Guide to Hiring Freelancers in Germany

Are you looking to work with a freelancer based in Germany? Freelancing is rather common in Germany which enables businesses to hire and work with people with a specific set of expertise, and without having to sign up for a long-term employment relationship. The labour laws in Germany have defined clear rules around who is considered an employee vs. a freelancer so it’s important to clarify the type you need before making the decision.   

Hiring a freelancer, also referred to as a contractor, in Germany is rather simple: you define the task and the compensation in a service agreement and have it signed. The freelancer then performs the tasks, delivers the work, and sends you an invoice. It’s, however, important that the service agreement between you and the freelancer covers the necessary aspects of your working relationship. 

There are ready-made templates for such contracts that you can find online. However, it’s important you fully understand the terms, especially if you’re not a fluent German speaker. Luckily there are bilingual templates (German and English) for such purposes that are up to date with the current laws, and which can be completed using an online form on Termz.Legal. Find a contract template for freelancers here.

The main points in a freelancing contract to be discussed and agreed on are the following:

  • kind of services to be performed, and the expected deliveries to be made by the freelancer
  • hourly/daily/weekly rates to be paid to the freelancer for the work
  • notice period for terminating the contract
  • service period, i.e. the duration of the assignment
  • payment periods
  • forecast of overall cost (Kostenvoranschlag) of the services. According to German court rulings in the past, a freelancer is entitled to go 15 to 20% above this forecast. If the total sum exceeds this buffer, the employer can terminate the contract, or the terms have to be revised and agreed upon by the two parties.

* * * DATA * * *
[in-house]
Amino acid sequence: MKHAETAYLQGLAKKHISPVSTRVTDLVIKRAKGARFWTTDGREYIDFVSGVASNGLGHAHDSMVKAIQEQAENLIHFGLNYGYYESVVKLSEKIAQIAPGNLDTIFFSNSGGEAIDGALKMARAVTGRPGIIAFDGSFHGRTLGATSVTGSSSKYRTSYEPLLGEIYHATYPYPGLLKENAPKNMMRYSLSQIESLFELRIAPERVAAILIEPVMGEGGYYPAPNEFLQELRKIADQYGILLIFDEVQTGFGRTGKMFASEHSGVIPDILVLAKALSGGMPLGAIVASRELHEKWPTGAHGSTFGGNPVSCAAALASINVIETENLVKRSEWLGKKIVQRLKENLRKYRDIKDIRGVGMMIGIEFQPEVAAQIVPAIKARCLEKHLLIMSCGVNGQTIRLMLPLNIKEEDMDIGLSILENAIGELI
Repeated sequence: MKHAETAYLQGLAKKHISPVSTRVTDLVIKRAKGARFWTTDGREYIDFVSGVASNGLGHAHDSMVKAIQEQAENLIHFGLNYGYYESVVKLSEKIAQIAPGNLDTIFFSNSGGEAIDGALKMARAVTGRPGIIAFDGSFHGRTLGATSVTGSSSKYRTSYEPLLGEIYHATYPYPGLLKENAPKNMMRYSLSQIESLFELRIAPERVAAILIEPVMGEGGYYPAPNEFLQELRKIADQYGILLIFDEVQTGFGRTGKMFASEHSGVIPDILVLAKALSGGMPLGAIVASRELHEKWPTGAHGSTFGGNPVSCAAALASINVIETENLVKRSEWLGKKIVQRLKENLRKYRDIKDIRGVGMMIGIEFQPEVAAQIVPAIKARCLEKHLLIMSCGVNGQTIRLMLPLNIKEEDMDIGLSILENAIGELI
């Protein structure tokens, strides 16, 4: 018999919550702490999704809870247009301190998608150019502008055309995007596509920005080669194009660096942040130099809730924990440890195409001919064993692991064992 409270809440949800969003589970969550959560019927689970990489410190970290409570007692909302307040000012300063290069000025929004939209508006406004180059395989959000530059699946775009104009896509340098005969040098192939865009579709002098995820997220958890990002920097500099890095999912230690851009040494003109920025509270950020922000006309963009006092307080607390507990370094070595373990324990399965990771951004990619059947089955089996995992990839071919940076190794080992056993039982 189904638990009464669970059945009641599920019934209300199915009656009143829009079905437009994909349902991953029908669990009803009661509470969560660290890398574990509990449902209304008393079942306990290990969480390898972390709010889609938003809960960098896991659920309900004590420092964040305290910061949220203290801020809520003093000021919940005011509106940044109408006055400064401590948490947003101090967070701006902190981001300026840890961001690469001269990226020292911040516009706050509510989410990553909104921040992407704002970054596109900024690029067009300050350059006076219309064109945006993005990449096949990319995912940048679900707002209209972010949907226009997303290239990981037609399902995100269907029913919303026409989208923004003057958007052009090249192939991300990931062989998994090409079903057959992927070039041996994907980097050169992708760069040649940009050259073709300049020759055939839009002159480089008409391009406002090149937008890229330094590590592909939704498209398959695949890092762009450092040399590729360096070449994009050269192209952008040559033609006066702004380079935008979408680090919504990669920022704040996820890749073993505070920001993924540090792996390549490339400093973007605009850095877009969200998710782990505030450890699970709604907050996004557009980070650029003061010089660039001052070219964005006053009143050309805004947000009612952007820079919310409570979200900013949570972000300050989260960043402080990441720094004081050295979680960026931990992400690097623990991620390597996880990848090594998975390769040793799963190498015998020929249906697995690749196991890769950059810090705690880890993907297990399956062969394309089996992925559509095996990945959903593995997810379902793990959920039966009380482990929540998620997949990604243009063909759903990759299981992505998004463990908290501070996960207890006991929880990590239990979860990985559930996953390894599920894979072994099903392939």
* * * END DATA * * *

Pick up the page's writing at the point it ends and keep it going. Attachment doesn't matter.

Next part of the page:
There are, however, a number of pitfalls to be aware of when hiring freelancers in Germany:

Correct Invoicing by Freelancers

One of the most important things in German business is correct invoicing. There are strict requirements for a correct invoice. An incomplete invoice may be rejected by your tax advisor (if they do the accounting) or – worse – the Finanzamt (tax authority) in a tax audit. 

A correct invoice in Germany requires:

  • name and physical address of the contractor
  • name and physical address of the hiring party (you)
  • date of service provided or goods delivered
  • amount and kind of goods delivered, or duration and kind of services provided
  • the net amounts payable
  • the respective VAT (if different VAT rates apply the contractor has to split the net amounts and calculate the respective VAT amounts separately)
  • the invoice date
  • An invoice number
  • the VAT ID/income tax ID of the contractor
  • in case of “reverse charge” invoice (B2B within the EU): VAT ID of the hiring party (you) 

If one of these data is missing, you have to request a corrected invoice from your contractor. Nothing is more annoying if an invoice is rejected in a tax audit several years later and you have to chase the contractor for a corrected invoice then.

Artist Pension Plan (KSK, “Künstlersozialkasse”)

If you hire freelancers you often have to pay contributions to the KSK (Künstlersozialkasse, Artist Pension Plan). This pension plan was set up as it became clear that many contractors do not have enough savings for their retirement funds, therefore the German state established this mandatory pension plan for businesses who work with freelancers.

This scheme was developed with freelancers working in artistic fields in mind. However, don’t be fooled by the name: almost all freelancers are considered “artists” under this plan. Web designers, copywriters, translators, PR experts: they are all considered “artists” so it is more of a “freelancer pension plan”. Also, certain businesses have to pay by default, no matter if they hire artists or not (publishers, advertisement agencies etc.). As an employer, you will receive this questionnaire by the KSK sooner or later which needs to be completed and returned in order for calculating your payment obligations to the scheme. The obligation to pay contributions is also subject to the social security payment audit which takes place every five years.

Currently, the annual contribution by the employer to the Künstlersozialkasse is set at 4.2% of the total paid to the contractors.
Read our article on hiring employees to better understand which employment type is best suited for your needs.

Read our guide on hiring employees in Germany to better understand which employment type is best suited for your needs.